From the South
The Church of St Mary the Virgin, Sompting has been the starting point for many a book on English church architecture as it boasts the only Anglo-Saxon Rhinish Helm Tower in the country.
The tower, nave and chancel all date from the 11th century. The tower was completed before the Norman Conquest , whilst the rest of the church incorporates the new fashions in architecture the invaders brought with them.
The Tower Doorway
Architectural historians can get very hung up on which bits are Saxon, which are Norman and why some Saxon elements have been "reused" in the later parts of the building.
I prefer to imagine some old boy sitting in the corner of the construction site in the 1070s, carving stones with the patterns he has used all his life, muttering about how these new-fangled semi-circular arches won't last and telling anyone who'll listen that triangular arches were good enough for his old dad.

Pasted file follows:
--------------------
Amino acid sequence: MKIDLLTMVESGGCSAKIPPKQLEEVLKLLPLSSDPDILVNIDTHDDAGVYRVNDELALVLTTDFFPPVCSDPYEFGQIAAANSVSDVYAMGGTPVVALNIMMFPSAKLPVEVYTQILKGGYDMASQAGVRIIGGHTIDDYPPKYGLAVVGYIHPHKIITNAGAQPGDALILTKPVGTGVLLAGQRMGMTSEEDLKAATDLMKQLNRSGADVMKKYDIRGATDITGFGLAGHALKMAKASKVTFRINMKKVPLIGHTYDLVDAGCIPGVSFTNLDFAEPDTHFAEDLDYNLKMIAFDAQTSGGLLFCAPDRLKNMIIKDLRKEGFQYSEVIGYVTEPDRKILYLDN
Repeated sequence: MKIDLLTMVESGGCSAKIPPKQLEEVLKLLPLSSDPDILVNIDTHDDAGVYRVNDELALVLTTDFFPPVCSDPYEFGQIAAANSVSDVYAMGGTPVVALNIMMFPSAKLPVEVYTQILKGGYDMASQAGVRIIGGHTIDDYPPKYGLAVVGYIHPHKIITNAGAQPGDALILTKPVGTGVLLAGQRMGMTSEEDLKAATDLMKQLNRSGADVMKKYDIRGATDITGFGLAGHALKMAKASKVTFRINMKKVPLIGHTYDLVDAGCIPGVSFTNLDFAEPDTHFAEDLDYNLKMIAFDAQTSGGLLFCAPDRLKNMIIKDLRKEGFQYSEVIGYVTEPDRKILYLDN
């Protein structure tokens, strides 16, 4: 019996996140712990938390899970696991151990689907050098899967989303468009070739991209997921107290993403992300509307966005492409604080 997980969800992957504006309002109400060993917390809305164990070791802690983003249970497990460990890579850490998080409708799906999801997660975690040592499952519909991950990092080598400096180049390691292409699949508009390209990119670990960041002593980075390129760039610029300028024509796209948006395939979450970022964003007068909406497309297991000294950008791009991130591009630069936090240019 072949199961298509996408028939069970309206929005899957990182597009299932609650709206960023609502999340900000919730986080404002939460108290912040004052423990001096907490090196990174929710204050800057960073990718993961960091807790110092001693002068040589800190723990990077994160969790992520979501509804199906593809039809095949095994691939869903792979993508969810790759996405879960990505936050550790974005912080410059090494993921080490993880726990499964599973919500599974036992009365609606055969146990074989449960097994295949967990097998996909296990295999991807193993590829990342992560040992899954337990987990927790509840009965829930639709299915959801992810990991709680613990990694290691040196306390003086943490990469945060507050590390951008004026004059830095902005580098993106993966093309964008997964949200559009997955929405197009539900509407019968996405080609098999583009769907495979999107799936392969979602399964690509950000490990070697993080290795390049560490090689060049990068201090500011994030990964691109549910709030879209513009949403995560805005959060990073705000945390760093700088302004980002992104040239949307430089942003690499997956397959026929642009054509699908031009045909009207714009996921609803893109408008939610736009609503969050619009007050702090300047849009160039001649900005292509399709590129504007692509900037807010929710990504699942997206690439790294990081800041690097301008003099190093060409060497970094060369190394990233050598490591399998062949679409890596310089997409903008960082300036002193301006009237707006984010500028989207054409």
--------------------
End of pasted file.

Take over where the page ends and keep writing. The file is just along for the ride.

In 1154 William de Braose, 3rd Lord of Bramber passed the church to the Knights Templar. They added a North Transept with two chapels, along with a separate chapel on the south side. The latter has now been incorporated into the church and forms the South Transept and Baptistry.
In 1324, after the Knights Templar had been suppresssed, Pope Clement V conveyed ownership of the church to the Knights Hospitaller. They added a chapel adjoining the north-west of the church which fell into ruins after Knights Hospitallers were disbanded in 1580. A modern Hospitallers' Room has been built within its shell by the Order of St John in 1971.
Outside, the churchyard must be one of the most beautiful in England. The ornamental trees and shrubs, along with the flower borders would put many a garden to shame.